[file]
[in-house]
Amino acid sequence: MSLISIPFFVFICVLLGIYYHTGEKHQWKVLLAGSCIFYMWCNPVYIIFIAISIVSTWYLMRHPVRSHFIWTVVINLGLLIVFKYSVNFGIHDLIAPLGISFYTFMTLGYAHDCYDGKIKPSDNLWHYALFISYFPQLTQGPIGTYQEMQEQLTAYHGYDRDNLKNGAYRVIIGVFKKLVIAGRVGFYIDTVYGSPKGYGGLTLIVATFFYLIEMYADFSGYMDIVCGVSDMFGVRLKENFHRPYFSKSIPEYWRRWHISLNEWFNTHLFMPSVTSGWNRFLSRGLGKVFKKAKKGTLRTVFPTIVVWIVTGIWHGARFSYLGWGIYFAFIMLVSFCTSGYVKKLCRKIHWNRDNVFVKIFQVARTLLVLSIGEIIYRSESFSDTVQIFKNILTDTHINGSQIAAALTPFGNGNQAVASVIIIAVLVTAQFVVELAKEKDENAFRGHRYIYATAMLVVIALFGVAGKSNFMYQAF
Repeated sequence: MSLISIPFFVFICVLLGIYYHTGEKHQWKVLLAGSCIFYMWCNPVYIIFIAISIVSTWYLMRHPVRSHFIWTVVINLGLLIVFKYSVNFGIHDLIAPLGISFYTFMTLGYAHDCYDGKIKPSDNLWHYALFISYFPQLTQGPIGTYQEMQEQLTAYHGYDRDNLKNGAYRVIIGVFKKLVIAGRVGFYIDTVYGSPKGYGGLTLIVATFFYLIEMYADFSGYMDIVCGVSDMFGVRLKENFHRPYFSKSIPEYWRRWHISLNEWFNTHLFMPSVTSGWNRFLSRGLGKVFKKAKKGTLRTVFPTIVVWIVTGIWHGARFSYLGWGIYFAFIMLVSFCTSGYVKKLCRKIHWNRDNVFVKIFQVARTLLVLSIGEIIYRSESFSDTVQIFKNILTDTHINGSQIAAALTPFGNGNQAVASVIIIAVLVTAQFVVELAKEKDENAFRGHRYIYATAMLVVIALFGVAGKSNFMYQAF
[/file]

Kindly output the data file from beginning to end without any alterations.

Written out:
[in-house]
Amino acid sequence: MSLISIPFFVFICVLLGIYYHTGEKHQWKVLLAGSCIFYMWCNPVYIIFIAISIVSTWYLMRHPVRSHFIWTVVINLGLLIVFKYSVNFGIHDLIAPLGISFYTFMTLGYAHDCYDGKIKPSDNLWHYALFISYFPQLTQGPIGTYQEMQEQLTAYHGYDRDNLKNGAYRVIIGVFKKLVIAGRVGFYIDTVYGSPKGYGGLTLIVATFFYLIEMYADFSGYMDIVCGVSDMFGVRLKENFHRPYFSKSIPEYWRRWHISLNEWFNTHLFMPSVTSGWNRFLSRGLGKVFKKAKKGTLRTVFPTIVVWIVTGIWHGARFSYLGWGIYFAFIMLVSFCTSGYVKKLCRKIHWNRDNVFVKIFQVARTLLVLSIGEIIYRSESFSDTVQIFKNILTDTHINGSQIAAALTPFGNGNQAVASVIIIAVLVTAQFVVELAKEKDENAFRGHRYIYATAMLVVIALFGVAGKSNFMYQAF
Repeated sequence: MSLISIPFFVFICVLLGIYYHTGEKHQWKVLLAGSCIFYMWCNPVYIIFIAISIVSTWYLMRHPVRSHFIWTVVINLGLLIVFKYSVNFGIHDLIAPLGISFYTFMTLGYAHDCYDGKIKPSDNLWHYALFISYFPQLTQGPIGTYQEMQEQLTAYHGYDRDNLKNGAYRVIIGVFKKLVIAGRVGFYIDTVYGSPKGYGGLTLIVATFFYLIEMYADFSGYMDIVCGVSDMFGVRLKENFHRPYFSKSIPEYWRRWHISLNEWFNTHLFMPSVTSGWNRFLSRGLGKVFKKAKKGTLRTVFPTIVVWIVTGIWHGARFSYLGWGIYFAFIMLVSFCTSGYVKKLCRKIHWNRDNVFVKIFQVARTLLVLSIGEIIYRSESFSDTVQIFKNILTDTHINGSQIAAALTPFGNGNQAVASVIIIAVLVTAQFVVELAKEKDENAFRGHRYIYATAMLVVIALFGVAGKSNFMYQAF